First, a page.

What’s the recurring theme in Siri, Cortana, Alexa/Echo, Slackbot, Native, Operator and now Skype, as part of Microsoft's big play in 'bots'? With varying degrees of success these are all attempts to introduce “conversational user interfaces” as a new and distinct interaction method, primarily but not exclusively on mobile devices.
Some of these services are purely algorithmic whilst others are human powered, at least for now. Most, whether algorithmic or not, attempt to fulfil the role of personal assistant. Conversational interactions are familiar to all users from messaging friends, and in Asia in particular there has long been a trend of messaging apps such as WeChat developing in to platforms with rich and diverse functionality from booking a restaurant table to government services.
For a year or so now, developers have looked at Slackbots as a way to enable internal messaging and alerting on their work and systems. But now with Microsoft offering to enable bots at high scale, and Facebook launching a KLM flight assistant integration in Messenger, it's clear we are now seeing the 'rise of the bots'.
The esteemed mobile analyst Benedict Evans believes messaging is the new app platform: “[In WeChat, in China] You can send money, order a cab, book a restaurant or track and manage an ecommerce order, all within one social app. So, like the web, you don’t need to install new apps to access these services, but, unlike the web, they can also use push and messaging and social to spread.”
“Old: all software expands until it includes messaging New: all messaging expands until it includes software”
— Benedict Evans (@BenedictEvans) March 13, 2015
Similarly Nir Eyal recently wrote about his experience with conversational assistants and why 'Assistant-As-App' might be the next big tech trend.
Looking back there are of course precursors to these conversational interfaces: IRC bots and the much-maligned Office Clippy of the 90s, SMS text message keyword response services in the early 2000s and a fad for Twitter bots around 2007. So what’s changed since the days of Clippy and texting a code to get Crazy Frog?
We believe a confluence of technological progress and user behaviour changes have led toward messaging and conversational UI being the next big wave:
Our mobile devices can infer and learn significant amounts of contextual information from platform APIs and sensors (location, activity, calendar, even mood).
Voice input has matured and is widely accepted and used.
Natural language parsing, particularly term extraction, has made significant leaps.
Messaging, both person to person and within groups is the defacto mobile experience.
Sharing of rich content and collaboration on tasks (for example researching and booking a holiday together) still has a high degree of friction. Messaging conversations feel like the right place to solve this.
Nuggets of content in the form of “cards” are ubiquitous and fit naturally in conversational responses.
Users are increasingly adept at tuning their “natural” input when they realise they are “talking to a machine”.
There are however significant and interesting challenges in how one handles user input and presents useful information to users in a conversational form.
“If bots are the new web, you need a browser. That could be WeChat, or FB Messenger, or something down the stack.”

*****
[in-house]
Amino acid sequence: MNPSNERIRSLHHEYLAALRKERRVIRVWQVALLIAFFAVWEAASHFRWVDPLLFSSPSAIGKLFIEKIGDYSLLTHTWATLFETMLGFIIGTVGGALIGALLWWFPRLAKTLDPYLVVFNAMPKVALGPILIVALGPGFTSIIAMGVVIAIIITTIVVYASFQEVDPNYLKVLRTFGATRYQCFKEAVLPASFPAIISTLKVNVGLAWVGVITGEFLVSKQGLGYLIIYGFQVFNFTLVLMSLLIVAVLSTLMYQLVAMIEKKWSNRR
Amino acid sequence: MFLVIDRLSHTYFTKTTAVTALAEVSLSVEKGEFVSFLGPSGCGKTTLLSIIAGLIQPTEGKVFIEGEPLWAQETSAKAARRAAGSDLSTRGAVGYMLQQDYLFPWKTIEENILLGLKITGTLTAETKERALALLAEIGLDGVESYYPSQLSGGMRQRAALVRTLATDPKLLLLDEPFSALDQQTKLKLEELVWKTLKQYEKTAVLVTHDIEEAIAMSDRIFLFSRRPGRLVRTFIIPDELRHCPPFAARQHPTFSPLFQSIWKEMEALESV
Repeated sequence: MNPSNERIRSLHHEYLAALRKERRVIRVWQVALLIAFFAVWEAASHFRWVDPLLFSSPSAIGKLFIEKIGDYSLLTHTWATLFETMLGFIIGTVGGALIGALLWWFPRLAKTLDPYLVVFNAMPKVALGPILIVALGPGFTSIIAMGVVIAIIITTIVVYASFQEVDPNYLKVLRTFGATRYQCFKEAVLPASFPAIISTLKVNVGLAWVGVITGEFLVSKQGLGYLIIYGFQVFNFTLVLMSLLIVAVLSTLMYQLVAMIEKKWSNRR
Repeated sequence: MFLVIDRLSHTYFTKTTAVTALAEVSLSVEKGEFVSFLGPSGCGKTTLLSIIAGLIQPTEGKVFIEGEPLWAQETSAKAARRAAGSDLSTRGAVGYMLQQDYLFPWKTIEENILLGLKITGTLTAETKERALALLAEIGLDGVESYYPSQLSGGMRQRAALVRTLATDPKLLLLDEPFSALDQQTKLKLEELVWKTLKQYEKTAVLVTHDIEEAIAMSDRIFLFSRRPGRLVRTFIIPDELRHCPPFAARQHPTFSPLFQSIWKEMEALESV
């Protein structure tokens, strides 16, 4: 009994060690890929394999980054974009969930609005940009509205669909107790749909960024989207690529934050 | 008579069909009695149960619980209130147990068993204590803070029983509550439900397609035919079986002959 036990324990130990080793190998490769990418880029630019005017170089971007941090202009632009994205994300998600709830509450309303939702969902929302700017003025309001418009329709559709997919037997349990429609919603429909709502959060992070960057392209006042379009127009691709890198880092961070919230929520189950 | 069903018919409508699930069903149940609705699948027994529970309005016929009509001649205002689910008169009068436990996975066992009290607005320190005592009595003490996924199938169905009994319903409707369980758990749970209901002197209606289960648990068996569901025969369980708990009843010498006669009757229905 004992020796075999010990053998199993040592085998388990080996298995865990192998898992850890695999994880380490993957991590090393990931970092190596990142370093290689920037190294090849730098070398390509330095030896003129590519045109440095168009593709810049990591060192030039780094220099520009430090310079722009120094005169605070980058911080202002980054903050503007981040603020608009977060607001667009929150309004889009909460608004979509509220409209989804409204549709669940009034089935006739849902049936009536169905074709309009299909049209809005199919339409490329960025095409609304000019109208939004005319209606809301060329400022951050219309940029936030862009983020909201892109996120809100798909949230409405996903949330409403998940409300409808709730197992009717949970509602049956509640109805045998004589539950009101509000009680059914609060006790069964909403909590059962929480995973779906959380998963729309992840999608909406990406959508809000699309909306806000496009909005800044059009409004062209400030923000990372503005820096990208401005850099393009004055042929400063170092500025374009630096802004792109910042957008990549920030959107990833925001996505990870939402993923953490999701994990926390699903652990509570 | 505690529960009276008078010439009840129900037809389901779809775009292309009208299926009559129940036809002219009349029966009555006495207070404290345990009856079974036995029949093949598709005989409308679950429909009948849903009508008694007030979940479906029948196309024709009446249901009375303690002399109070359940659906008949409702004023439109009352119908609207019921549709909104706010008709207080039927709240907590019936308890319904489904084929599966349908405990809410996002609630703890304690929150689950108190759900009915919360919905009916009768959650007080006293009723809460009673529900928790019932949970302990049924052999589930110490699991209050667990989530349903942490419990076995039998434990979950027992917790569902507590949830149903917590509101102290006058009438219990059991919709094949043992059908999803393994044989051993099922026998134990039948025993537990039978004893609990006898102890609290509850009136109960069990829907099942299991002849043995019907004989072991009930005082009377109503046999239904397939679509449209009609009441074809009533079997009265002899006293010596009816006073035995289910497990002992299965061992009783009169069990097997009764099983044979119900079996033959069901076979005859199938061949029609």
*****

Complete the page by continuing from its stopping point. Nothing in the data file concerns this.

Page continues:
— Benedict Evans (@BenedictEvans) March 30, 2016
Introducing a Telegram Bot for Skyscanner
As a first step to help explore and understand the conversational medium, Richard Keen of our Solutions Architecture team hacked together a Skyscanner “bot” for the Telegram messaging service. The bot currently provides a rudimentary hotels search based on our B2B API for Hotels.
Telegram has over 60 million monthly active users on their platform and has been growing rapidly in recent months. Last year they introduced a bots API enabling developers to create conversational UIs for both one-to-one and group chats. The API has some interesting and innovative capabilities such as enabling custom response keyboards for specific conversation states (for example ‘Yes’ and ‘No’ buttons).
Here’s an example conversation with the Skyscanner bot.
Whilst the functionality and usefulness of the bot are limited at this stage, it's interesting to consider a few of the advantages messaging provides: extremely low data usage, nothing to install (assuming you use a supported messaging service), excellent poor network connectivity handing, cross-platform by default, push notification of updates and group communication.
What can the bot do?
While far from all-encompassing, the bot can:
Search for available hotels at a particular location, on a specific day
Start a search with /hotels (a slash indicates an action to Telegram bots)
Allows you to change and refine your search by providing a new location or date after the initial results are sent
Understands some natural language date entry forms in addition to full dates, for example 'Next weekend', 'Next Friday', 'September', or 'January 1st 2017'
Accepts feedback with /feedback
How to try the bot and give feedback
You can give the bot a try by following this link or starting a Telegram conversation with the Skyscanner_Bot user (the one with a Skyscanner icon).
Telegram is available for iOS, Android, Windows Phone, Mac, Windows, Linux and Web at: https://telegram.org. Please note, all messages you send to the bot will be logged and stored so that we can learn from people’s usage.
And of course if you're a lucky Echo owner in the USA, you can try our Alexa integration:
Interested in finding out more about Skyscanner's journey with bots and voice travel search?